The 1989-93 spike in bad debts should be excluded, as here, bank bad debts jumped due to a combination of poor lending practices to 1980s entrepreneurs such as Bond and Skase et al., as well as interest rates approaching 20%.

In 2022 the composition of Australian bank loan books is considerably different to the early 1990s or even 2007, with fewer corporate loans and a greater focus on mortgage lending, secured against assets with historically low loan losses. In any case, bank loans will be priced assuming higher bad debts. In May, NAB noted that their average customer has approximately two years of loan payments in their offset accounts.

Well capitalised

All banks have a core Tier 1 capital ratio above the Australian Prudential Regulation Authority (APRA) 'unquestionably strong' benchmark of 10.5%. This allowed Australia's banks to enter the 2022/23 rising rate cycle with a greater ability to withstand an external shock than was present in 2006 going into the GFC.

The table below shows that the banks have been building capital, particularly since 2015, when APRA required that the banks have "unquestionably strong and have capital ratios in the top quartile of internationally active banks". Furthermore, in the aftermath of the Financial Services Royal Commission, the banks divested their wealth management and insurance businesses to varying degrees. This resulted in the banking sector remaining well capitalised to withstand increases in bad debts, though capital has dipped in 2022 due to share buy-backs conducted by all major banks.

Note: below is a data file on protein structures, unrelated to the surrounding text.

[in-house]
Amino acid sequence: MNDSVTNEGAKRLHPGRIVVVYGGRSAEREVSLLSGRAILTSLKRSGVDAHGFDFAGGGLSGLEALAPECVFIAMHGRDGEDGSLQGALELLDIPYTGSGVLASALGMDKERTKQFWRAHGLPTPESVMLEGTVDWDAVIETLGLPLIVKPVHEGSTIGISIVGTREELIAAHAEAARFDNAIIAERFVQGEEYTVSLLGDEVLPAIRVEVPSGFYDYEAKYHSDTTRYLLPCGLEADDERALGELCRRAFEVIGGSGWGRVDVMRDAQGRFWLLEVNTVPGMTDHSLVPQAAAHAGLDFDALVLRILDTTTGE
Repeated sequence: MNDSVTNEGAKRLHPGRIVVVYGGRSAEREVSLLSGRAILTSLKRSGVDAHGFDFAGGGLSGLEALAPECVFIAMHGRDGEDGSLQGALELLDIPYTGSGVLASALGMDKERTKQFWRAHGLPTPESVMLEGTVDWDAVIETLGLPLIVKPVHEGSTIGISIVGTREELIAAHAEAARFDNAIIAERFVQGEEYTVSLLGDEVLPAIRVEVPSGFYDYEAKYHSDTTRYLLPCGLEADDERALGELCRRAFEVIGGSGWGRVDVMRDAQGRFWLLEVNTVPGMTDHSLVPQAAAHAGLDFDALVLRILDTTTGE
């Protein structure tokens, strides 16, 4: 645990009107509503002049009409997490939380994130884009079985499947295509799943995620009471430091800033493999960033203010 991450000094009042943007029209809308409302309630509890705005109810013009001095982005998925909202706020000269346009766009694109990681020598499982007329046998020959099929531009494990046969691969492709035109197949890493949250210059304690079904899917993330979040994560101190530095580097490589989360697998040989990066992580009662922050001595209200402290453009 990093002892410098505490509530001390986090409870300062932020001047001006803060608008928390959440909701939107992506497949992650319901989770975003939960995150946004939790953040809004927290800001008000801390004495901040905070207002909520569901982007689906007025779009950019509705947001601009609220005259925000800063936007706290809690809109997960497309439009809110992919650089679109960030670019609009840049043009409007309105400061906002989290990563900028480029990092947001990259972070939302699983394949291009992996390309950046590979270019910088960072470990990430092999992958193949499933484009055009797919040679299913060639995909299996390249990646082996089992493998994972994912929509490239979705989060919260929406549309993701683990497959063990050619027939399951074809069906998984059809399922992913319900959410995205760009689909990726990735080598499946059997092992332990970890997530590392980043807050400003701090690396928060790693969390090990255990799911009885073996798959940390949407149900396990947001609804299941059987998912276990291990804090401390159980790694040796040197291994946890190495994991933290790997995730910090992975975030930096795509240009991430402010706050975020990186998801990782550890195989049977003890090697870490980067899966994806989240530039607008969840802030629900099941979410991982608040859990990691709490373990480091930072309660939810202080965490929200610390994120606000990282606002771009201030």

Currently, in aggregate, the four major banks retain $15 billion in collective provisions against unknown doubtful debts. This equates to around 0.53% of gross loans, significantly above expected rises in bad debts. This provisioning level should comfort shareholders that the banks are well capitalised, and dividends will be maintained in the medium term.

Our take

The May 2022 reporting season showed that Australia's banks are in good shape and face a better outlook than many sectors of the Australian market. One of the major questions confronting institutional and retail investors alike is the portfolio weighting towards Australian banks in an environment of rising rates.

After the shock of rate rises has been digested, we expect the banks to outperform in the near future, enjoying a tailwind of a rising interest rate environment and high employment levels, which will see customers make the new higher loan repayments.

Additionally, the large domestic banks have much simpler operations in 2022, than the sprawling empires of the early 1990s and 2006, as well as minimal exposure to events in Europe and economic issues in the USA. With an average grossed-up yield of 8% and rising earnings, bank shareholders should be rewarded for their patience and for ignoring the current market noise.

 

Hugh Dive is Chief Investment Officer of Atlas Funds Management. This article is for general information only and does not consider the circumstances of any investor.